New Guinea flatworm Platydemus manokwari ingesting the soft tissues of a Mediterranean snail. Previously, the worm had been found in 15 countries, mainly in the South Pacific. In the past, the tiny worm has found a valuable traveling companion in humans, who have helped spread the animal around the world—both accidently through the international plant trade and intentionally to control pests like the giant African land snail. The discovery in Florida, however, represents a new, worrying sign to researchers.
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The American paleontologist was not convinced by the tales of the monster that he heard at a gathering of Mongolian officials: "None of those present ever had seen the creature, but they all firmly believed in its existence and described it minutely. In a specimen of Tartar sand boa Eryx tataricus was shown to locals who claimed to have seen "olgoi-khorkhoi" and they confirmed that this was the animal they called "olgoi-khorkhoi". It is shaped like a sausage about two feet long, has no head nor leg and it is so poisonous that merely to touch it means instant death. It lives in the most desolate parts of the Gobi Desert. In , Andrews published this information again in the book The New Conquest of Central Asia , adding: "It is reported to live in the most arid, sandy regions of the western Gobi. The worm is said to inhabit the western  or southern  Gobi. In the book Altajn Tsaadakh Govd , Ivan Mackerle described it as travelling underground, creating waves of sand on the surface which allow it to be detected.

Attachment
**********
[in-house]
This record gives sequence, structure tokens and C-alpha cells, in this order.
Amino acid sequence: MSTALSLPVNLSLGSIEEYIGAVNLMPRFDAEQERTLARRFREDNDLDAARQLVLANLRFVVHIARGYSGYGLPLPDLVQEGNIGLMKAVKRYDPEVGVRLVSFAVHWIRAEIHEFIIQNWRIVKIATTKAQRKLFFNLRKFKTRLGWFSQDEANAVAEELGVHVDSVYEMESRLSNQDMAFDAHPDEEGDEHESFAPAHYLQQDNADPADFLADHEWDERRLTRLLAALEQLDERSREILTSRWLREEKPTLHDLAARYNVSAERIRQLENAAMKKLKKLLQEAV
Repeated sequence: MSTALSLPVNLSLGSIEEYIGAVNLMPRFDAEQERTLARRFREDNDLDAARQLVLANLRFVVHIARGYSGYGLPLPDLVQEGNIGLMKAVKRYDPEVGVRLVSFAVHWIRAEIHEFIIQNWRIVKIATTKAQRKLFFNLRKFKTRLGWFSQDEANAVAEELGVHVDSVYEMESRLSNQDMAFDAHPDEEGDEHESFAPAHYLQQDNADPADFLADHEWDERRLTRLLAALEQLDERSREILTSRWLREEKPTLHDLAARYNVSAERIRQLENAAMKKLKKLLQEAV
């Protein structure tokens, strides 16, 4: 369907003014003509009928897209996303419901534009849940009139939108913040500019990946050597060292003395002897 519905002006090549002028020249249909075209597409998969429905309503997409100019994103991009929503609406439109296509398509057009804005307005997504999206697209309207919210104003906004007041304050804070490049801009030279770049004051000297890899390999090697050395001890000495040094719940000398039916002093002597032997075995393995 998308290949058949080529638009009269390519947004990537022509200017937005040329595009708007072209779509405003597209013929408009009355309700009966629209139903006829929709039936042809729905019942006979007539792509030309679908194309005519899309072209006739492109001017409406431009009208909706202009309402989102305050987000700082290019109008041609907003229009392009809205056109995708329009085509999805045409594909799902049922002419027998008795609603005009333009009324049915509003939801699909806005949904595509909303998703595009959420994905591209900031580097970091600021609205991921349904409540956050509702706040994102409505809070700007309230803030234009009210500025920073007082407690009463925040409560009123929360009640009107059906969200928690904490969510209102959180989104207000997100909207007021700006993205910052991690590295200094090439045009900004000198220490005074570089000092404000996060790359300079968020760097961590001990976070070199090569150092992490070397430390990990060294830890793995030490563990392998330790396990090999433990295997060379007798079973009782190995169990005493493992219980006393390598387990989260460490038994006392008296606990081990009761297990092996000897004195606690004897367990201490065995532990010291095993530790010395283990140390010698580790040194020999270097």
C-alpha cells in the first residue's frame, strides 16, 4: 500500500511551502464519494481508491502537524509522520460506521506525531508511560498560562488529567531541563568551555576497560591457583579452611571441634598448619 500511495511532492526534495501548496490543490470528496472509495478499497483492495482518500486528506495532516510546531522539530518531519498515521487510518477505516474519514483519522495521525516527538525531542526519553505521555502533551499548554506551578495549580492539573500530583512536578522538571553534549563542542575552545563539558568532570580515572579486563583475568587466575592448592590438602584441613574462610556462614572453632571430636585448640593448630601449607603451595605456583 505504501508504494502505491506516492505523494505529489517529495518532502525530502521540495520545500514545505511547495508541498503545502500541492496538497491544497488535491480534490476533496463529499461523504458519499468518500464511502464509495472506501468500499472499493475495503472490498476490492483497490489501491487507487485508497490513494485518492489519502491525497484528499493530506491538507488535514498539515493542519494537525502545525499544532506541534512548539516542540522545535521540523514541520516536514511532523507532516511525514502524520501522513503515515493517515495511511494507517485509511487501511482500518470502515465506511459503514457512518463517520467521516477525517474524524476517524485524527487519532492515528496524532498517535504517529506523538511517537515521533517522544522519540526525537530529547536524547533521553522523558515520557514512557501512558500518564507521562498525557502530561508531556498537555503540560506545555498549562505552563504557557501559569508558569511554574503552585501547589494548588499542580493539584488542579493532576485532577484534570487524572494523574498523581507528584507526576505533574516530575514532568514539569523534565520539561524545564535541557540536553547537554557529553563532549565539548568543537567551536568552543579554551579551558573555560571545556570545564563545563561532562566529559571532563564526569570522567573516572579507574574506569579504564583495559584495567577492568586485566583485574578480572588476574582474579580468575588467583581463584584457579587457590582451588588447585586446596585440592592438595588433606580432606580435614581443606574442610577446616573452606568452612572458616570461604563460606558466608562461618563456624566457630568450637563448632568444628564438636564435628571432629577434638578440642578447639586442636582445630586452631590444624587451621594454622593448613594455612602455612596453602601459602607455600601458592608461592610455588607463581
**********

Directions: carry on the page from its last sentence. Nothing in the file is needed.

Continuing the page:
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When you think of sound waves, you probably think of something like this: 1. A wave like that is called a transverse wave, where each individual particle moves up and down to create a snake situation. A sound wave is more like an earthworm situation: 2. Like an earthworm, sound moves by compressing and decompressing. This is called a longitudinal wave. A slinky can do both kinds of waves: 1 3.
When biologist Ken Catania heard about the peculiar practice of worm grunting practiced in the Apalachicola National Forest in the Florida Panhandle one of his first thoughts was an observation made by Charles Darwin. Worm grunting involves going into the forest, driving a wooden stake into the ground and then rubbing the top of the stake with a long piece of steel called a rooping iron. This makes a peculiar grunting sound that drives nearby earthworms to the surface where they can be easily collected for fish bait. Despite a lot of speculation, worm grunters don't really know why the technique works. But Catania, an associate professor of biological sciences at Vanderbilt who studies moles, thought that the explanation might lie in Darwin's remark: "It is often said that if the ground is beaten or otherwise made to tremble worms will believe that they are pursued by a mole and leave their burrows.